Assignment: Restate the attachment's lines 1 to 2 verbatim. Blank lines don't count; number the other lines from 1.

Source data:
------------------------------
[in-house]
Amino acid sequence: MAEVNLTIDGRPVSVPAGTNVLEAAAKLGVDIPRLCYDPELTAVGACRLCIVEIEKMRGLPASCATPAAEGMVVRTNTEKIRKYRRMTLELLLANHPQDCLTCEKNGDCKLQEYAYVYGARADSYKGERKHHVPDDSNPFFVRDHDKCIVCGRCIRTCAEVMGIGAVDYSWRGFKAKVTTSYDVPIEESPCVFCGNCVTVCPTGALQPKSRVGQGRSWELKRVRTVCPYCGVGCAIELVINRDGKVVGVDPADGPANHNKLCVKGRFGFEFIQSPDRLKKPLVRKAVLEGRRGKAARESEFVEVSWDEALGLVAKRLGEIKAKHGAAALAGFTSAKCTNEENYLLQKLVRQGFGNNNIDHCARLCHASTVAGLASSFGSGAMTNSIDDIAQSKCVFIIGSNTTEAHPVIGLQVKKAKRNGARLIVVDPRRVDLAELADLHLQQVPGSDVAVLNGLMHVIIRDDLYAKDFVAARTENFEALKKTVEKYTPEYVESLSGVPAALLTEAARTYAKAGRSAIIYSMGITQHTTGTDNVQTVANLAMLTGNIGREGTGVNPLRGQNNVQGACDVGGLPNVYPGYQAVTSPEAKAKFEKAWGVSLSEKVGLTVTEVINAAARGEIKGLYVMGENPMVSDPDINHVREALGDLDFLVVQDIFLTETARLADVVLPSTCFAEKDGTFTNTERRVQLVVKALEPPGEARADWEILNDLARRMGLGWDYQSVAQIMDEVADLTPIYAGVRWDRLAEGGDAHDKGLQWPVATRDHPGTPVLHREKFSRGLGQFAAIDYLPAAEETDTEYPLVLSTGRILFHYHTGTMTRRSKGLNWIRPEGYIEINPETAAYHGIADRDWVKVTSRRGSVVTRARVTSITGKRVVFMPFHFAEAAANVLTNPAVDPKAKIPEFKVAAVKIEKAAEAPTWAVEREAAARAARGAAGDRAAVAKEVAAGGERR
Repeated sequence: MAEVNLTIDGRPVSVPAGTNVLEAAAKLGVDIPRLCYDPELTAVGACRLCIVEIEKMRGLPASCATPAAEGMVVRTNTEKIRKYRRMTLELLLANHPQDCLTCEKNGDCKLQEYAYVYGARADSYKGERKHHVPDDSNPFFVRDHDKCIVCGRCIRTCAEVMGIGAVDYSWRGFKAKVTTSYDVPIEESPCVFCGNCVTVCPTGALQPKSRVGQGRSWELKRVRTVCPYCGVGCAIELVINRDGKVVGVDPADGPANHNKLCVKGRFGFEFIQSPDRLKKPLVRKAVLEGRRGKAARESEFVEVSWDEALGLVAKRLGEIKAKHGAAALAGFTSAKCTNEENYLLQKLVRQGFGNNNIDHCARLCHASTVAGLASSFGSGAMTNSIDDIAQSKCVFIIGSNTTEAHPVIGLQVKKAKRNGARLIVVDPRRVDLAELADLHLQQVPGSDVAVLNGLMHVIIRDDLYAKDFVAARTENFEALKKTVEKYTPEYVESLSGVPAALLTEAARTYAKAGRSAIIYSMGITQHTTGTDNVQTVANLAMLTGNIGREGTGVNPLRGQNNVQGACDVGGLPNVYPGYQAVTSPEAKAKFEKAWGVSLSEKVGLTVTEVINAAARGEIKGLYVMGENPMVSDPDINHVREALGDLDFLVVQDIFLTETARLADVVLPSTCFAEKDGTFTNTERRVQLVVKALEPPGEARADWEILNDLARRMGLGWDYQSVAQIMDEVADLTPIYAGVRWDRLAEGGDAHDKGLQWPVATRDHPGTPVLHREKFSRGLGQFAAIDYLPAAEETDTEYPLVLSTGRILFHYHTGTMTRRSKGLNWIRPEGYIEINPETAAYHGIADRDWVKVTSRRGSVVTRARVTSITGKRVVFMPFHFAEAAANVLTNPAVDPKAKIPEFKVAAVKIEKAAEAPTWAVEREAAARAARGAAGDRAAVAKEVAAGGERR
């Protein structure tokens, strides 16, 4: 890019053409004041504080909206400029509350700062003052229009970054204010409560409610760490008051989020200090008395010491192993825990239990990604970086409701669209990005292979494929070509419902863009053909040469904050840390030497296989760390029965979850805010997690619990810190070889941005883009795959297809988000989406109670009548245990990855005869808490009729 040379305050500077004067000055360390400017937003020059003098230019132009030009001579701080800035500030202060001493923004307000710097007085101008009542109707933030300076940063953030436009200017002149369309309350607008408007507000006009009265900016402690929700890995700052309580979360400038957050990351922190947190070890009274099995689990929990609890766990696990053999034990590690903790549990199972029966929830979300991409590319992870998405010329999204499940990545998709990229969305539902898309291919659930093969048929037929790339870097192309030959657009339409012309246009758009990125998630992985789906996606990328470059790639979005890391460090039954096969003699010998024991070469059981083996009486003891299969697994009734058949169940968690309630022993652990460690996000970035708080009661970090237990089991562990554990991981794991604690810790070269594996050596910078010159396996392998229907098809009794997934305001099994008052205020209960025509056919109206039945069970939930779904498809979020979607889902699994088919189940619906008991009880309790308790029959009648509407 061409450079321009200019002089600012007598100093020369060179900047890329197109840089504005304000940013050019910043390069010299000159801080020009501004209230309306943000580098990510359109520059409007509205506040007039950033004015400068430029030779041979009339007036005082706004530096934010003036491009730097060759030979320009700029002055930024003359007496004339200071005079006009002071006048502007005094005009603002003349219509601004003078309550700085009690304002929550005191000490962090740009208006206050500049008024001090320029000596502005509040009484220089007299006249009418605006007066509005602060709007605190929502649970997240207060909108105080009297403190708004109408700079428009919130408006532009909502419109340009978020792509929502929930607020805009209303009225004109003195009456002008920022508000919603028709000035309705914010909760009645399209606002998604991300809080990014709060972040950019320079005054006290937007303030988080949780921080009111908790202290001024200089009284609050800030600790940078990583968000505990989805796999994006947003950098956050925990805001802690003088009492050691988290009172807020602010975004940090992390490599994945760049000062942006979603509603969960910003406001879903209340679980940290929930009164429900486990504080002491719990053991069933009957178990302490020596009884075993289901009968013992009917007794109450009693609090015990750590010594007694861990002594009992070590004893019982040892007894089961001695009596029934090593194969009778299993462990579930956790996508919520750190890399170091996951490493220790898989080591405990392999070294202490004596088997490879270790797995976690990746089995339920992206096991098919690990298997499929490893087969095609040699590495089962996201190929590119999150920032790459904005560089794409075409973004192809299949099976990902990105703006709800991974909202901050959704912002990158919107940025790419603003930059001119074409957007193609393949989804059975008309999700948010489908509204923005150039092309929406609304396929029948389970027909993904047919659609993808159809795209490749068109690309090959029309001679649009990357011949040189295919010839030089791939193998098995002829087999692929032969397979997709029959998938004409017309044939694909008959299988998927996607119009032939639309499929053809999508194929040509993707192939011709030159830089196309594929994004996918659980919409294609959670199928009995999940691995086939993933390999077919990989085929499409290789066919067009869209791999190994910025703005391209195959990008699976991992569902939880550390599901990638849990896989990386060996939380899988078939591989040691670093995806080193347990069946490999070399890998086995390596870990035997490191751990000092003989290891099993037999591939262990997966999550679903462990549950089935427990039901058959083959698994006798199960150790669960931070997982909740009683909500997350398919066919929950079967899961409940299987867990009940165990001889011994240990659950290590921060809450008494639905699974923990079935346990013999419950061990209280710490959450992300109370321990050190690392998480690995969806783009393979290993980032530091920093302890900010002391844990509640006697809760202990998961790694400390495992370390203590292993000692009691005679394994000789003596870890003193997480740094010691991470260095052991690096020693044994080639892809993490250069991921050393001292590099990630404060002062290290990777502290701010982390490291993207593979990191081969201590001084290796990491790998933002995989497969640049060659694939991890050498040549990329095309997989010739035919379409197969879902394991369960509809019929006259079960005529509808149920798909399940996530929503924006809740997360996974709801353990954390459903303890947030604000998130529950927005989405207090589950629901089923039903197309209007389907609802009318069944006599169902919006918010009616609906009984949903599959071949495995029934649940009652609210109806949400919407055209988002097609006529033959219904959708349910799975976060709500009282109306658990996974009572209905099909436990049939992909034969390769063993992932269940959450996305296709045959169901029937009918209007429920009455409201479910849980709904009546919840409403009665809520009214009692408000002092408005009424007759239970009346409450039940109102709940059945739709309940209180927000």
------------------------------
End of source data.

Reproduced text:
[in-house]
Amino acid sequence: MAEVNLTIDGRPVSVPAGTNVLEAAAKLGVDIPRLCYDPELTAVGACRLCIVEIEKMRGLPASCATPAAEGMVVRTNTEKIRKYRRMTLELLLANHPQDCLTCEKNGDCKLQEYAYVYGARADSYKGERKHHVPDDSNPFFVRDHDKCIVCGRCIRTCAEVMGIGAVDYSWRGFKAKVTTSYDVPIEESPCVFCGNCVTVCPTGALQPKSRVGQGRSWELKRVRTVCPYCGVGCAIELVINRDGKVVGVDPADGPANHNKLCVKGRFGFEFIQSPDRLKKPLVRKAVLEGRRGKAARESEFVEVSWDEALGLVAKRLGEIKAKHGAAALAGFTSAKCTNEENYLLQKLVRQGFGNNNIDHCARLCHASTVAGLASSFGSGAMTNSIDDIAQSKCVFIIGSNTTEAHPVIGLQVKKAKRNGARLIVVDPRRVDLAELADLHLQQVPGSDVAVLNGLMHVIIRDDLYAKDFVAARTENFEALKKTVEKYTPEYVESLSGVPAALLTEAARTYAKAGRSAIIYSMGITQHTTGTDNVQTVANLAMLTGNIGREGTGVNPLRGQNNVQGACDVGGLPNVYPGYQAVTSPEAKAKFEKAWGVSLSEKVGLTVTEVINAAARGEIKGLYVMGENPMVSDPDINHVREALGDLDFLVVQDIFLTETARLADVVLPSTCFAEKDGTFTNTERRVQLVVKALEPPGEARADWEILNDLARRMGLGWDYQSVAQIMDEVADLTPIYAGVRWDRLAEGGDAHDKGLQWPVATRDHPGTPVLHREKFSRGLGQFAAIDYLPAAEETDTEYPLVLSTGRILFHYHTGTMTRRSKGLNWIRPEGYIEINPETAAYHGIADRDWVKVTSRRGSVVTRARVTSITGKRVVFMPFHFAEAAANVLTNPAVDPKAKIPEFKVAAVKIEKAAEAPTWAVEREAAARAARGAAGDRAAVAKEVAAGGERR